Should You Floss Before or After Brushing?
We all have been there once or twice, sitting in front of the dentist when they ask. How frequently do you brush your teeth? Do you floss? And do you floss before or after brushing?
Many of you who follow a spotless dental hygiene routine may reply confidently. But others might worry that they are not managing their teeth as much as expected. It could also be possible that you might have some doubts about the whole process.
If you want to keep your teeth in first-class shape, this is the right time to clear those doubts.
A common question to ask your dentist is – should you floss before or after brushing your teeth?
Now working on both is incredible. But the order and manner in which you do these routine jobs could specify how strong your teeth will remain.
Read on to understand everything about flossing, brushing, and whether you should floss or brush first.
Brushing And Flossing
Brushing your teeth is an essential method of discarding food and plaque that glues to your teeth. As per American Dental Association (ADA), brushing two times a day using fluoride toothpaste can be very effective.
It helps avoid plaque from piling up, reducing the capacity for plaque to result in decomposition in the tooth enamel. Such a habit of brushing teeth also makes it easier to fight against gum diseases.
Flossing involves the interdental cleaning of teeth using floss picks, interdental brushes, or water flowers. ADA recommended this procedure to improve oral health and reduce the chances of cavities and gum disease.
Further, floss is proficient in cleaning the places you cannot reach and removing waste that can result in plaque buildup.
How Is Flossing And Brushing Essential? And Should You Floss Before Or After Brushing?
Floss and brushing work in a team to restrain your teeth from getting plaque and keep your breath fresh. So, does it matter if you floss first or brush later on? The quick answer- It does matter.
It may be surprising. But a study found that doing floss first followed by brushing is more beneficial in reducing interdental plaque than brushing first and flossing second.
In addition, this process impacts considerable fluoride retention between teeth. That is because flossing lessens the bacteria and other harmful residues between teeth.
What Is The Best Practice Of Cleaning Teeth?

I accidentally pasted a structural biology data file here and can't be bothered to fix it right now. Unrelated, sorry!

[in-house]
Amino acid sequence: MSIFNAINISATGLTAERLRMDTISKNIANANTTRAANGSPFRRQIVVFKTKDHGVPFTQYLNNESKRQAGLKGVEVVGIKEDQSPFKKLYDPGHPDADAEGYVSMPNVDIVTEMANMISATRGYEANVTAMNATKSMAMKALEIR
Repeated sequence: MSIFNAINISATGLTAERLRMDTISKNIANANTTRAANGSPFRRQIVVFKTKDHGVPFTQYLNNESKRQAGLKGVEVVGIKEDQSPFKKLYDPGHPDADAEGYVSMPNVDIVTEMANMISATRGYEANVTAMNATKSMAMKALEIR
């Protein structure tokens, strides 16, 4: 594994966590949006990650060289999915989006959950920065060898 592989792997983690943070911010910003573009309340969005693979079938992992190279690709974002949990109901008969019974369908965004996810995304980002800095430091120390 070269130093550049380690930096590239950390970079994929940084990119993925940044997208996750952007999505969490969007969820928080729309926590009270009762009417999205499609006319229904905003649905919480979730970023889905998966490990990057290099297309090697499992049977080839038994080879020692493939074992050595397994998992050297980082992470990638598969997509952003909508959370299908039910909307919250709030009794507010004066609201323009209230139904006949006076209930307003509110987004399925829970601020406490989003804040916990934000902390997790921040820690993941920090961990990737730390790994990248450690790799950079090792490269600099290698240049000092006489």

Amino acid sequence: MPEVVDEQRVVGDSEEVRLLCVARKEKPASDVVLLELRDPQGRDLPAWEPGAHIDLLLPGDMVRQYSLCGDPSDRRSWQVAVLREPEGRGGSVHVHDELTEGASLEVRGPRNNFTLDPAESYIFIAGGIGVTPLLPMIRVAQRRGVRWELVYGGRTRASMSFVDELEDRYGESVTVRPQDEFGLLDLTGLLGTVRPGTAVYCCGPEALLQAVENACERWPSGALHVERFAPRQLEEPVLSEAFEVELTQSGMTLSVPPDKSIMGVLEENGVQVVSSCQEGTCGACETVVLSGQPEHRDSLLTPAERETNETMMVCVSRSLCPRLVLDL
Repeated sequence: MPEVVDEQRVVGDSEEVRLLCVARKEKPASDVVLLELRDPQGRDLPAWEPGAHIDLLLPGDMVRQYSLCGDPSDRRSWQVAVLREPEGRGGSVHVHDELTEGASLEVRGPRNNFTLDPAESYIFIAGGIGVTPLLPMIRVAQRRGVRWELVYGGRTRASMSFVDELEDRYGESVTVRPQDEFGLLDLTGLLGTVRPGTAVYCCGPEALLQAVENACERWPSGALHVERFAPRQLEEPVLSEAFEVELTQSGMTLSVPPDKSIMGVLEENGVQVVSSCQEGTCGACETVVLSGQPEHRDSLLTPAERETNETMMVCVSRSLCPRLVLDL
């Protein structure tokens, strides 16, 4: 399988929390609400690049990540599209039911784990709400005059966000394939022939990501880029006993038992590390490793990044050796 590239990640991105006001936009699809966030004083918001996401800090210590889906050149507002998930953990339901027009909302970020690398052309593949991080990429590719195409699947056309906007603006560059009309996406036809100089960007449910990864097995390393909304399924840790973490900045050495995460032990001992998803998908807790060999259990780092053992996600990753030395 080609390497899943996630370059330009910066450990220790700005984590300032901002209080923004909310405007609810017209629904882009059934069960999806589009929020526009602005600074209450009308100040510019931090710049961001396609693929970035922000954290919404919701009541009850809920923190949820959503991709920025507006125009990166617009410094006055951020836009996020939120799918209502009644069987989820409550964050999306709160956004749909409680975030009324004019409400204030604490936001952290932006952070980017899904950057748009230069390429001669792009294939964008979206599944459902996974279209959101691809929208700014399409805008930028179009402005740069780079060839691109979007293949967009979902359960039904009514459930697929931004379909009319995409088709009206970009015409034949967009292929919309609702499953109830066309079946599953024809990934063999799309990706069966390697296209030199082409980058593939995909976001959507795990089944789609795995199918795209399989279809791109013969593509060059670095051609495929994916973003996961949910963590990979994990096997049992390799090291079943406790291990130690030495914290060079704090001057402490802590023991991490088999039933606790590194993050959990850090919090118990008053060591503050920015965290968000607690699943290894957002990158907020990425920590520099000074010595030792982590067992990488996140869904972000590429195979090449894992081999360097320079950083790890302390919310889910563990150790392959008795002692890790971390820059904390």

Several people first brush, floss, and then do mouthwash. While some only brush their teeth and skip the other two steps. According to dentists, it is more beneficial to floss first, then brush, and at last use mouthwash. To resolve the confusion, here is the best practice you can follow:
- The session of cleaning teeth should always start with floss. Focus on removing any noticeable pieces of food and waste by fully flossing between each tooth.
The session would continue for about five minutes. But this does not mean you rush through it. Do it slowly and take the brush in and out between each tooth.
- After completing this prep task, it is time to time to brush. The most beneficial method for brushing teeth is moving the brush in small circular motions.
Make sure you brush all sides of your teeth(top, bottom, back, and front). You can tilt your brush at a subtle angle that efficiently reaches behind the gum flaps at the bottom of your teeth deck.
Ideally, you spend two to three minutes on this cleaning step. Also, rinse your mouth properly after brushing so that the remaining toothpaste in your mouth gets alleviated.
- Next, wait for a couple of hours and use mouthwash. Immediate mouthwash use after brushing can wash away active ingredients that help your teeth against bad breath and cavities.
Further, cleaning your mouth after brushing discards fluoride. This may help strengthen teeth and fight tooth decay.
You can use Listerine antiseptic or chilly mint mouthwash to rinse your teeth. It is incredible in removing the bacteria and giving you 24-hour protection against germs.
- Use floss rather than a toothpick to discard food bits stuck within your teeth. Using a toothpick can harm your gums and lead to infections.